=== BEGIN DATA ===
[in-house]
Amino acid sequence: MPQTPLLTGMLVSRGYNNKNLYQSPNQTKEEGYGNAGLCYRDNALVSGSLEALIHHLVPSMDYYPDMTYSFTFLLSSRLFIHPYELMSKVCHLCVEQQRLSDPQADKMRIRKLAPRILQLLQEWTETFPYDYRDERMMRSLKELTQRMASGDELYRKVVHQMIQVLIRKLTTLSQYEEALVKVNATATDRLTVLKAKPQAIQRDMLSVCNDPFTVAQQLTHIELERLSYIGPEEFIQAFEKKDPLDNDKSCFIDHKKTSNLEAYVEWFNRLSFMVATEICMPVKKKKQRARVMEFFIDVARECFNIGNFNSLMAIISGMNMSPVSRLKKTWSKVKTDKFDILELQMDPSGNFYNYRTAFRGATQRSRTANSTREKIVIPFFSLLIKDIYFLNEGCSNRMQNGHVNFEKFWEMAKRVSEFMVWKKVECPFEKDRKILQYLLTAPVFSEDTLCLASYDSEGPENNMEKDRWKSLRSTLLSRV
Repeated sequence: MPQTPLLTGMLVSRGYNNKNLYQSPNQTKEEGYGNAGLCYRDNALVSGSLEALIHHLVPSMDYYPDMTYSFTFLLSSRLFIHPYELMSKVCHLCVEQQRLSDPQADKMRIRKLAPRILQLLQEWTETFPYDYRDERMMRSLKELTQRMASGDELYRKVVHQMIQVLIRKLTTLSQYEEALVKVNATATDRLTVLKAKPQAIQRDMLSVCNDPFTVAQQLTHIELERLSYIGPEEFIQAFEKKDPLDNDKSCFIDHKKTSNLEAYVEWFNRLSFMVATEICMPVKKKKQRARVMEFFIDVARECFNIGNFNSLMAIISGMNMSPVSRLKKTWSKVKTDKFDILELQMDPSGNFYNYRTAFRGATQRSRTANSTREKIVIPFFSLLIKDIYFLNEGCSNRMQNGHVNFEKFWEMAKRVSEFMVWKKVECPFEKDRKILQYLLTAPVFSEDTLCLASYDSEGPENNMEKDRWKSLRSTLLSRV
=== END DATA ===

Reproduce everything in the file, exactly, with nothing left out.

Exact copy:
[in-house]
Amino acid sequence: MPQTPLLTGMLVSRGYNNKNLYQSPNQTKEEGYGNAGLCYRDNALVSGSLEALIHHLVPSMDYYPDMTYSFTFLLSSRLFIHPYELMSKVCHLCVEQQRLSDPQADKMRIRKLAPRILQLLQEWTETFPYDYRDERMMRSLKELTQRMASGDELYRKVVHQMIQVLIRKLTTLSQYEEALVKVNATATDRLTVLKAKPQAIQRDMLSVCNDPFTVAQQLTHIELERLSYIGPEEFIQAFEKKDPLDNDKSCFIDHKKTSNLEAYVEWFNRLSFMVATEICMPVKKKKQRARVMEFFIDVARECFNIGNFNSLMAIISGMNMSPVSRLKKTWSKVKTDKFDILELQMDPSGNFYNYRTAFRGATQRSRTANSTREKIVIPFFSLLIKDIYFLNEGCSNRMQNGHVNFEKFWEMAKRVSEFMVWKKVECPFEKDRKILQYLLTAPVFSEDTLCLASYDSEGPENNMEKDRWKSLRSTLLSRV
Repeated sequence: MPQTPLLTGMLVSRGYNNKNLYQSPNQTKEEGYGNAGLCYRDNALVSGSLEALIHHLVPSMDYYPDMTYSFTFLLSSRLFIHPYELMSKVCHLCVEQQRLSDPQADKMRIRKLAPRILQLLQEWTETFPYDYRDERMMRSLKELTQRMASGDELYRKVVHQMIQVLIRKLTTLSQYEEALVKVNATATDRLTVLKAKPQAIQRDMLSVCNDPFTVAQQLTHIELERLSYIGPEEFIQAFEKKDPLDNDKSCFIDHKKTSNLEAYVEWFNRLSFMVATEICMPVKKKKQRARVMEFFIDVARECFNIGNFNSLMAIISGMNMSPVSRLKKTWSKVKTDKFDILELQMDPSGNFYNYRTAFRGATQRSRTANSTREKIVIPFFSLLIKDIYFLNEGCSNRMQNGHVNFEKFWEMAKRVSEFMVWKKVECPFEKDRKILQYLLTAPVFSEDTLCLASYDSEGPENNMEKDRWKSLRSTLLSRV